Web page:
Breast Reduction from DD Cup to B Achievable?

I wear a DD bra. I am a heavy woman at 200 lbs and am 5'7 tall. I am 41 years old and want to go to a B cup. My back is killing me, my neck hurts and my shoulders look like I have cut-out marks in them. Is this a realistic goal for breast reduction?

Doctor Answers 10

There Could Be Complications From a Breast Reduction of That Magnitude

         The results of breast reduction surgery are better when patients are near their ideal body weight. When patients are overweight they’re encouraged to lose weight prior to surgery, unfortunately the majority of patients with weight issues are not successful dieting. Despite this, patients who are overweight derive significant benefits from breast reduction. Many have increased exercise tolerance following reduction and are able to lose weight as an absolute contra indication to breast reduction surgery.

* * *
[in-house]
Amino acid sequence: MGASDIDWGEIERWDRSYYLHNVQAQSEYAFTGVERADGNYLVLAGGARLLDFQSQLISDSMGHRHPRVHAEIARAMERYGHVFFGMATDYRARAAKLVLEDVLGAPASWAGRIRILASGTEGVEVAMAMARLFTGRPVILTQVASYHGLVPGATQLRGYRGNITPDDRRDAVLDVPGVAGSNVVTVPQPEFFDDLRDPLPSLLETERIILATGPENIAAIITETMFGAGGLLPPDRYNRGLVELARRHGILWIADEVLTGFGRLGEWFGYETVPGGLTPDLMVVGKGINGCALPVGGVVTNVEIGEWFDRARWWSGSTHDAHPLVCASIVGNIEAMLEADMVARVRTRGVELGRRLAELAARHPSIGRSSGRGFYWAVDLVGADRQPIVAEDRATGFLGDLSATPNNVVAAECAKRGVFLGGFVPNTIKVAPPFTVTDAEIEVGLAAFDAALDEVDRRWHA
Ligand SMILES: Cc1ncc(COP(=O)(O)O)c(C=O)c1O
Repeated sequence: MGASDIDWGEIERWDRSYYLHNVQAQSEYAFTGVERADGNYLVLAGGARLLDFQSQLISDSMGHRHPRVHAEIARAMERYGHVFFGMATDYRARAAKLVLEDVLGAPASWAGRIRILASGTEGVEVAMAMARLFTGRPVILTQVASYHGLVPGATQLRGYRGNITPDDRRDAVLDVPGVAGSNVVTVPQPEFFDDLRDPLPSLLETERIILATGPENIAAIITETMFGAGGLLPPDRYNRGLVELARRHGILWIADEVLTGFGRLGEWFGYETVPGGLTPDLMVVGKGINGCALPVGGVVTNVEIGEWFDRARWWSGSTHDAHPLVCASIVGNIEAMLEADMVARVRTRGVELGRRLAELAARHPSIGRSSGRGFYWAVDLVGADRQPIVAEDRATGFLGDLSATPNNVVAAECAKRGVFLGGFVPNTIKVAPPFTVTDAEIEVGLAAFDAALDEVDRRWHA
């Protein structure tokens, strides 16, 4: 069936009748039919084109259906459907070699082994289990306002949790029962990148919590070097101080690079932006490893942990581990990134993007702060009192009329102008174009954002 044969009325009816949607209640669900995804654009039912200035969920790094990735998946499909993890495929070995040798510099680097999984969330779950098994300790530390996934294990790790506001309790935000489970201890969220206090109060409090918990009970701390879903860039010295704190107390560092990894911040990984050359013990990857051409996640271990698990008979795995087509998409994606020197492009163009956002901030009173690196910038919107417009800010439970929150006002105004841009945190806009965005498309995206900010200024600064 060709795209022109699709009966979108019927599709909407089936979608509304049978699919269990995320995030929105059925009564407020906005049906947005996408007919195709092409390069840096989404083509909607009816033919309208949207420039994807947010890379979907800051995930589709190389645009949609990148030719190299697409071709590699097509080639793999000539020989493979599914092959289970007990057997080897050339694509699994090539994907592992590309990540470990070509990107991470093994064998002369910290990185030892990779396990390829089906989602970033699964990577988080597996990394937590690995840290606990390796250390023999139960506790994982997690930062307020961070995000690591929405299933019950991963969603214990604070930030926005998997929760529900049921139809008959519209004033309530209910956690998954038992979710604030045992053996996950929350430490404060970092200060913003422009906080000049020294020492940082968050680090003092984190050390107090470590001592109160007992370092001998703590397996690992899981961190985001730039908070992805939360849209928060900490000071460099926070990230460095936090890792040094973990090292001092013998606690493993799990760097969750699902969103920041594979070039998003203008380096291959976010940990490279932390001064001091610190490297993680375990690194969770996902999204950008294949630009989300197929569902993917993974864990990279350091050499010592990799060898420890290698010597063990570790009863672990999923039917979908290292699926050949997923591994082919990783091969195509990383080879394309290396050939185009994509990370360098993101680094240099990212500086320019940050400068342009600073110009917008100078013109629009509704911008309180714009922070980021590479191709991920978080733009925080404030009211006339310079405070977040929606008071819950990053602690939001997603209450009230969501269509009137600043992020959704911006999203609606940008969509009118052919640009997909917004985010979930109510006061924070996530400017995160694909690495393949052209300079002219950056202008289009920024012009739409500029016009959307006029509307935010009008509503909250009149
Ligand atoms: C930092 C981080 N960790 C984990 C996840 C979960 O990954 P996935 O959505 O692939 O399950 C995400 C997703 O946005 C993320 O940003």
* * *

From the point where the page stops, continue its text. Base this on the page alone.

Although it’s possible to perform a breast reduction of this magnitude, it may not be advisable for several reasons. In some cases, removal of large amounts of breast tissue might damage the blood supply to the nipple areola and the surrounding skin and increase the potential for complications.


         It’s also important to consider the aesthetic implications of creating B cup breasts in someone who is overweight. Aesthetically attractive breasts have harmony, balance and proportion with the surrounding structures. For this to happen, larger, fuller breasts will be needed, possibly in the C cup range.


         To obtain the best possible result from your breast reduction, it’s important to discuss these issues with your plastic surgeon. before proceeding. This procedure has high satisfaction rates and is associated with long term health benefits.